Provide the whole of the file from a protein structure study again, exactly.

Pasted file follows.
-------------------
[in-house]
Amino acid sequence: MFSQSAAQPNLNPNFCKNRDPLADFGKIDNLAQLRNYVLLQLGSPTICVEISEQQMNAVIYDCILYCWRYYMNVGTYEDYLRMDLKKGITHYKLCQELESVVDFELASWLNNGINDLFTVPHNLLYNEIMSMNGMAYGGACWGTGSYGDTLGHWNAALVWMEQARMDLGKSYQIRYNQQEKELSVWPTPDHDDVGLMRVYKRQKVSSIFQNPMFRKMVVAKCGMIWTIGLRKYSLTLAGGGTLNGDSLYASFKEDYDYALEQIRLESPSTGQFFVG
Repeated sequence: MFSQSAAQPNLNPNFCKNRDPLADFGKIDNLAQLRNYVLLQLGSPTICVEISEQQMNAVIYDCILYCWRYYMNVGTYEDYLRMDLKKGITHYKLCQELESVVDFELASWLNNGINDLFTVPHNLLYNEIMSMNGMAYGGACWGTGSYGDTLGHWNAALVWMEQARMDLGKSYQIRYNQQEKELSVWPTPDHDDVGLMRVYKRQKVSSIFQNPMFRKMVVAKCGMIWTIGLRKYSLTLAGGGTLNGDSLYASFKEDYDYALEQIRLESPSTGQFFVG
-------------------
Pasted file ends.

[in-house]
Amino acid sequence: MFSQSAAQPNLNPNFCKNRDPLADFGKIDNLAQLRNYVLLQLGSPTICVEISEQQMNAVIYDCILYCWRYYMNVGTYEDYLRMDLKKGITHYKLCQELESVVDFELASWLNNGINDLFTVPHNLLYNEIMSMNGMAYGGACWGTGSYGDTLGHWNAALVWMEQARMDLGKSYQIRYNQQEKELSVWPTPDHDDVGLMRVYKRQKVSSIFQNPMFRKMVVAKCGMIWTIGLRKYSLTLAGGGTLNGDSLYASFKEDYDYALEQIRLESPSTGQFFVG
Repeated sequence: MFSQSAAQPNLNPNFCKNRDPLADFGKIDNLAQLRNYVLLQLGSPTICVEISEQQMNAVIYDCILYCWRYYMNVGTYEDYLRMDLKKGITHYKLCQELESVVDFELASWLNNGINDLFTVPHNLLYNEIMSMNGMAYGGACWGTGSYGDTLGHWNAALVWMEQARMDLGKSYQIRYNQQEKELSVWPTPDHDDVGLMRVYKRQKVSSIFQNPMFRKMVVAKCGMIWTIGLRKYSLTLAGGGTLNGDSLYASFKEDYDYALEQIRLESPSTGQFFVG